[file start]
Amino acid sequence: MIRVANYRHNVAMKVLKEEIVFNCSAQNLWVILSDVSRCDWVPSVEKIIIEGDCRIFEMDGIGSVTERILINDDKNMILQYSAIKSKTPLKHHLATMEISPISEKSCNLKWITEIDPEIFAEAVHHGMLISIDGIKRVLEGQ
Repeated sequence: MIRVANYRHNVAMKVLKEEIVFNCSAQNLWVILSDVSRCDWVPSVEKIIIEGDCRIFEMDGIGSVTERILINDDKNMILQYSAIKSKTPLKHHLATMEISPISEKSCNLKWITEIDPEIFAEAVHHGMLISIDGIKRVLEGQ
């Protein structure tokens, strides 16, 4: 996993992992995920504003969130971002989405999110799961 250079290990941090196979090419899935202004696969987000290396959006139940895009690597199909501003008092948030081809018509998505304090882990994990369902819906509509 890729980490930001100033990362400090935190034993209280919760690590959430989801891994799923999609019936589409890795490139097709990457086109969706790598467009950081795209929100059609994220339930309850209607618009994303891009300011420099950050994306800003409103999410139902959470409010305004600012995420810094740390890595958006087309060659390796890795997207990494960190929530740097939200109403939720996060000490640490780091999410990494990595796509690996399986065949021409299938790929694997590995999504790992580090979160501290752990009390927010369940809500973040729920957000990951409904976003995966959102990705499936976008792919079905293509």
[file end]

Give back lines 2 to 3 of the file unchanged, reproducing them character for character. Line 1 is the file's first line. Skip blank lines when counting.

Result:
Repeated sequence: MIRVANYRHNVAMKVLKEEIVFNCSAQNLWVILSDVSRCDWVPSVEKIIIEGDCRIFEMDGIGSVTERILINDDKNMILQYSAIKSKTPLKHHLATMEISPISEKSCNLKWITEIDPEIFAEAVHHGMLISIDGIKRVLEGQ
């Protein structure tokens, strides 16, 4: 996993992992995920504003969130971002989405999110799961 250079290990941090196979090419899935202004696969987000290396959006139940895009690597199909501003008092948030081809018509998505304090882990994990369902819906509509 890729980490930001100033990362400090935190034993209280919760690590959430989801891994799923999609019936589409890795490139097709990457086109969706790598467009950081795209929100059609994220339930309850209607618009994303891009300011420099950050994306800003409103999410139902959470409010305004600012995420810094740390890595958006087309060659390796890795997207990494960190929530740097939200109403939720996060000490640490780091999410990494990595796509690996399986065949021409299938790929694997590995999504790992580090979160501290752990009390927010369940809500973040729920957000990951409904976003995966959102990705499936976008792919079905293509």